This store is owned by award winning author Louise Erdrich. She, in the recent past, was included in the elite group of influential people who have been in contention for the Pulitzer Prize.
Louise Erdrich is a Native American, specifically the Ojibway tribe. Her novels and other written works are based on her heritage, but it is not solely about the plight of the Native Americans. I’m not trying to belittle the history of the Native American people. I know their history is so sad, and it is uplifting to experience the beauty of the people and see them overcome. And that is Louise Erdrich.
Her bookstore, Birchbark Books, is an extension of her personal work. Although small, this store is filled to overflowing with a beautiful selection of children’s books, young adult books, adult fiction, and nonfiction books. Each selection highlights the Native American literature but is not limited to it. You will find Charles Dickens in the midst of Ojibway history or a book of Dakota poetry beside a book regarding raising teens.
Susan, the manager, showed me around the store while pointing out where to find the Native American literature in that section, and she explained to me that everything they had was based on the truth. In her words, “You won’t find any New Age.” That was so refreshing.
That statement alone made me want to come back.
The store is so cozy with wood flooring, the children’s corn or red bookshelves, Native American art, and birch accents everywhere. Most of the decorative art is from Louise’s personal collection. Artistic prints are for sale in the store as well as a handful of handcrafted items from jewelry to jelly.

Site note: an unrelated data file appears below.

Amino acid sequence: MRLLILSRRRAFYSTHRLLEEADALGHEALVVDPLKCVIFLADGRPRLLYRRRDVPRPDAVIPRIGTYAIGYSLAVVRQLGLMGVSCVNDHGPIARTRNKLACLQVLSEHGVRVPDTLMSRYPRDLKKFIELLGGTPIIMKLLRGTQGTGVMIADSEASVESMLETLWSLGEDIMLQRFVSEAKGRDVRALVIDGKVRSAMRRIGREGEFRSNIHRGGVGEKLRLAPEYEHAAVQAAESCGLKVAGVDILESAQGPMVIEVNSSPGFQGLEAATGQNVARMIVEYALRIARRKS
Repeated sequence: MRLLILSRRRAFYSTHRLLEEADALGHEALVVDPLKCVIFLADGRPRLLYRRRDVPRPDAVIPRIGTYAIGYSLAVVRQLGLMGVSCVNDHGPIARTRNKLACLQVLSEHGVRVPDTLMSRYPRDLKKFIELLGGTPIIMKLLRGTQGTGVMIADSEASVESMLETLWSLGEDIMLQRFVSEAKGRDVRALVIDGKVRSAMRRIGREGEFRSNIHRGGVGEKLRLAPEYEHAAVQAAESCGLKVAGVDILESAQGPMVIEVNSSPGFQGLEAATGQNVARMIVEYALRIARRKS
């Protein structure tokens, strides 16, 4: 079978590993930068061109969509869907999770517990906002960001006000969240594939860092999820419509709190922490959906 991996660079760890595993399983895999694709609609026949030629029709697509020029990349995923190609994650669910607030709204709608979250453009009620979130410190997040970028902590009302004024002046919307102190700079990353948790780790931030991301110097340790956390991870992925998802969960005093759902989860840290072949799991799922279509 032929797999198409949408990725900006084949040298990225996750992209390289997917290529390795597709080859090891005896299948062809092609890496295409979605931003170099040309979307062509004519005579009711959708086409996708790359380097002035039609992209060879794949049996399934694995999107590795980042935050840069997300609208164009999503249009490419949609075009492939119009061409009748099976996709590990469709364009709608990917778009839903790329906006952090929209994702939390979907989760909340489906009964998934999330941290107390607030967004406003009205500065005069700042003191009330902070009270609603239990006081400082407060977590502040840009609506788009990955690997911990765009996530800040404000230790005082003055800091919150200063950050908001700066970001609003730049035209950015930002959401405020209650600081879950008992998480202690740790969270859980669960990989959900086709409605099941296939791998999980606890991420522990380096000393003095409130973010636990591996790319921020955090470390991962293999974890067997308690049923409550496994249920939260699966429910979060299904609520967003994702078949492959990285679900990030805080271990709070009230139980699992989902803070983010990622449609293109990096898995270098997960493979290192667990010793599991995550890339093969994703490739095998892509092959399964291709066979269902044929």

Birchbark Books’ pal is Dharma who is the most beautiful black mutt you will ever meet. Her whole demeanor is quietness and gentleness. JackJack who is screamingly petrified of dogs didn’t once freak out. He even touched her. I’m telling you she is an amazing animal.
- Birchbark Books is not a “children’s” bookstore (not like Wild Rumpus or The Red Balloon Bookshop), but they cater to children so well. At least one fourth of the store is dedicated to children. And by that I do not mean just books. Oh, yes, they have an eclectic selection of children’s books. Susan assured me that the books that she buys are quality built because “a book is made to last.”
- Susan was so personable and thoughtful and completely engaging. I learned so much from her and not once did I feel stupid for not knowing. She was so willing to invite me to be curious and so passionate about the Native people of this country.
- The store doesn’t muffle loud noises well, aka a very enthusiastic 3 year old playing make believe. Even when he wasn’t being that loud–because believe me, he can be a lot louder. But fortunately for us, we had the option to be quiet or play in the hobbit hole. It worked out well.
- There was a very polite sign posted for guests to read about not taking the names of titles to purchase the books online. The sign is done in good taste. But it’s so sad that needs to be posted. Some of my favorite places in the world (as you know) are bookstores. So I would like to raise my voice for the small bookstore and say, “Buy local!” I believe it so much that I unknowingly spent $40 with only a small gasp!